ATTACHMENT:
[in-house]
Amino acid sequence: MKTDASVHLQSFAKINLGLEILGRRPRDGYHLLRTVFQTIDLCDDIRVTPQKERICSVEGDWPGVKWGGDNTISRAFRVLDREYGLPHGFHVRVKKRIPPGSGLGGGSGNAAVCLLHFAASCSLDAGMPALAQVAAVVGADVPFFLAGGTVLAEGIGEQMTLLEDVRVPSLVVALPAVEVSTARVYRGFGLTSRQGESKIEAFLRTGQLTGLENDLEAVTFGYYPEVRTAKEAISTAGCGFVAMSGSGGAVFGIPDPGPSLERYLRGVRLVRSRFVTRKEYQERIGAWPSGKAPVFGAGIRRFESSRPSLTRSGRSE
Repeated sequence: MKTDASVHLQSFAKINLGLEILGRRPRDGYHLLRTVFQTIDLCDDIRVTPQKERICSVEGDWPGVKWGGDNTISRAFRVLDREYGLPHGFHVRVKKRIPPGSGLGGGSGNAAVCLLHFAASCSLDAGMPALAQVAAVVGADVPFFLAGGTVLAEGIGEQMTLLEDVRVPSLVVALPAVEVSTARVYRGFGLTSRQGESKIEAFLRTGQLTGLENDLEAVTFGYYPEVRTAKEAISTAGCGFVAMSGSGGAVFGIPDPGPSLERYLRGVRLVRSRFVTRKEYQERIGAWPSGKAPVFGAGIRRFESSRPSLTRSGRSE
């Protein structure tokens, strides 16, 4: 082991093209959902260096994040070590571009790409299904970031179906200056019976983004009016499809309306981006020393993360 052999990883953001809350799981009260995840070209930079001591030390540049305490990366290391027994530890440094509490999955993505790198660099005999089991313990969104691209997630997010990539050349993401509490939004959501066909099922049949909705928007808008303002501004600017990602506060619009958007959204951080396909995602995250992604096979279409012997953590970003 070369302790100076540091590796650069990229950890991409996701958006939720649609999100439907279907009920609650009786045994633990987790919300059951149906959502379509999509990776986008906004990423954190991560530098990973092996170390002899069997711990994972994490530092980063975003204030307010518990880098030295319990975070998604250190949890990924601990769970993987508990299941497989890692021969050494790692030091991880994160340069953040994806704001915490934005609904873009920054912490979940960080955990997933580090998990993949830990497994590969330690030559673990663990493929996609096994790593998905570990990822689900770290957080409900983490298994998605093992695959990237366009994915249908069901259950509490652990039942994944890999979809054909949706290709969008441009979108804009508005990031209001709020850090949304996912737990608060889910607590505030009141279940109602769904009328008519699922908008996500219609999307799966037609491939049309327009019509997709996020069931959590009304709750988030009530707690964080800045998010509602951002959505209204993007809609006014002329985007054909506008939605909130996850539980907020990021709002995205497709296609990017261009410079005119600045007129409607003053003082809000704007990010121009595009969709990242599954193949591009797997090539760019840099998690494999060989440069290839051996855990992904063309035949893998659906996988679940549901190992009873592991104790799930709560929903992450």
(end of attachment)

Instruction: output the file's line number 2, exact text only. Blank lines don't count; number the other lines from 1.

Amino acid sequence: MKTDASVHLQSFAKINLGLEILGRRPRDGYHLLRTVFQTIDLCDDIRVTPQKERICSVEGDWPGVKWGGDNTISRAFRVLDREYGLPHGFHVRVKKRIPPGSGLGGGSGNAAVCLLHFAASCSLDAGMPALAQVAAVVGADVPFFLAGGTVLAEGIGEQMTLLEDVRVPSLVVALPAVEVSTARVYRGFGLTSRQGESKIEAFLRTGQLTGLENDLEAVTFGYYPEVRTAKEAISTAGCGFVAMSGSGGAVFGIPDPGPSLERYLRGVRLVRSRFVTRKEYQERIGAWPSGKAPVFGAGIRRFESSRPSLTRSGRSE